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Chaucer: Then And Now. Essay, Research Paper
People: Medieval Times vs. Contempory Times
The years between 1066 and 1485 are known as the Middles Ages. People in this time period faced many hardships, such as disease, oppression, and corruption. The people also experienced many joys, such as success, wealth, and new found prosperity. The people in present day society, too, undergo the same experiences and share the same feelings of the people of over 500 years ago. This parallel can easily be seen in reading Geoffrey Chaucer?s The Canterbury Tales and comparing his pilgrims to contemporary peoples. The English poet divides his pilgrims, his characters, into five classes, the nobility, the clergy, the professional class, the business class, and the lower class, and not only describes them, but also “reiterates” their tales concerning the pilgrimage. Connections between the people of today and of the Medieval Period can easily be made between these two seemingly different peoples using Chaucer?s tale. Chaucer?s work illustrates to the modern-day reader that people are virtually the same regardless of the time in which they live.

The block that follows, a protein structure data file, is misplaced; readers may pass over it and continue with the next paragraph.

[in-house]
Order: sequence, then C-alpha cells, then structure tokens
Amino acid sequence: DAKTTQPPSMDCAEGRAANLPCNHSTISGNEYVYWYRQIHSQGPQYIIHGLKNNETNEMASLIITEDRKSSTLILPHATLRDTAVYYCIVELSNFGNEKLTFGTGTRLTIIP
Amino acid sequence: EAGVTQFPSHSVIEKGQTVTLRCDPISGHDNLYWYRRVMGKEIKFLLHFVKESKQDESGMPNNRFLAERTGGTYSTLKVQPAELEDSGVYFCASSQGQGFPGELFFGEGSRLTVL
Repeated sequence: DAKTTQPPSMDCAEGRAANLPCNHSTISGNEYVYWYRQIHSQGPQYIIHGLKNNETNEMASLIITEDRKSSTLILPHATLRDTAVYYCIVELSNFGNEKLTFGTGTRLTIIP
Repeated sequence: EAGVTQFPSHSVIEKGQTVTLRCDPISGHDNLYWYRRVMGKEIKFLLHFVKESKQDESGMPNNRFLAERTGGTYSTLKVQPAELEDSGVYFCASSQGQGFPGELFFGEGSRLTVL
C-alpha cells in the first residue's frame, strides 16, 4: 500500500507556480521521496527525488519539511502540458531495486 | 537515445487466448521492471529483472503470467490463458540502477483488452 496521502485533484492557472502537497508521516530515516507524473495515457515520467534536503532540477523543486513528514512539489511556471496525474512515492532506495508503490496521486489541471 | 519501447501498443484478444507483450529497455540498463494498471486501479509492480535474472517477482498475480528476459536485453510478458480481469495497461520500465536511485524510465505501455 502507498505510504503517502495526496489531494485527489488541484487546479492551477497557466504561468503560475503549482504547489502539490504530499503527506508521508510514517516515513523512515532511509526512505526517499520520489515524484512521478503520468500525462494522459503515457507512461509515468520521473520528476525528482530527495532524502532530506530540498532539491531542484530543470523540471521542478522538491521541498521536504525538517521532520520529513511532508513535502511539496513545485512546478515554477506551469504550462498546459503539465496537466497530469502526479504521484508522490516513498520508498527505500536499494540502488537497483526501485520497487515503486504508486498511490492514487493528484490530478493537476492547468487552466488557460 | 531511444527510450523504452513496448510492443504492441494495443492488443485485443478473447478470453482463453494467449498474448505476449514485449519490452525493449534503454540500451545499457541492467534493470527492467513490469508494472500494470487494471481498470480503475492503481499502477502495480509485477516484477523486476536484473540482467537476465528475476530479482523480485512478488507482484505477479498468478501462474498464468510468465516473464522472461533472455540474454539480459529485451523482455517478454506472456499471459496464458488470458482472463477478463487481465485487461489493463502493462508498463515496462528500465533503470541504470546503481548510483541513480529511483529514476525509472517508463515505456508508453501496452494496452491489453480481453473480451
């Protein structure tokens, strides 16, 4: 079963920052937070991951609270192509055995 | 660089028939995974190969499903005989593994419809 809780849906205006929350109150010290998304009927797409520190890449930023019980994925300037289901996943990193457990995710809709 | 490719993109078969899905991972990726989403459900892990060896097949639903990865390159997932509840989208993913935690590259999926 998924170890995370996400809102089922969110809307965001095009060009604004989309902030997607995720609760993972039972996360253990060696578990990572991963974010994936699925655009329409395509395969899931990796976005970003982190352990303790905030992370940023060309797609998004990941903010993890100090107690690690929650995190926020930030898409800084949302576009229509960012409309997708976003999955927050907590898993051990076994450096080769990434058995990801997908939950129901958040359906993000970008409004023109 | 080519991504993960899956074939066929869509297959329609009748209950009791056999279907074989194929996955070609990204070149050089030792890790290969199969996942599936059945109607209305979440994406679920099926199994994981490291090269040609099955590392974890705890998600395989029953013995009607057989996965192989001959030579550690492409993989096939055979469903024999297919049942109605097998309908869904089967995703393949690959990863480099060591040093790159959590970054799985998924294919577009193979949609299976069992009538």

The wealthy of today have much in common with the nobility of Chaucer?s era. The pilgrims of the nobility described in The Canterbury Tales include the knight, the squire, and the Franklin. The Franklin is not really of nobility per se, but he is rather one rank below the gentry, being a wealthy landowner, and thus recognized by the elite due to his affluence. The Franklin, moreover, is further accepted by the nobility because he is a brilliant entertainer and throws lavish receptions for all the nobility to attend. He is in essence a socialite. Chaucer tells us that “He [the Franklin] lived for pleasure and had always done/For he was Epicurus? very son,/In whose opinion sensual delight/Was the one true felicity in sight./As noted as St. Julian was for bounty/He made his household free to all the County. ” (Chaucer 127 ll. 345-50). In today?s world socialites are also present. An example of a modern-day socialite would be the former US ambassador to France, Pamela Harriman. Ms. Harriman, a wealthy heiress as well, was the “hostess of the most lavish parties the embassy has seen” (CNN). “Almost anyone who was asked was going to come to one of the gatherings at her spectacular house,” (CNN) once commented political analyst Norman Ornstein on the popularity of Ms. Harriman?s receptions. Furthermore, the former ambassador has also been called “the greatest courtesan of the 20th century” (CNN) a title earned through her dealings with men and her desire to “please” them. Ms. Harriman, like Chaucer?s Franklin, knew how to entertain excessively and extravagantly and how to please her guests. These two people, both of great wealth and prestige, are remarkably similar, despite being separated by centuries in time.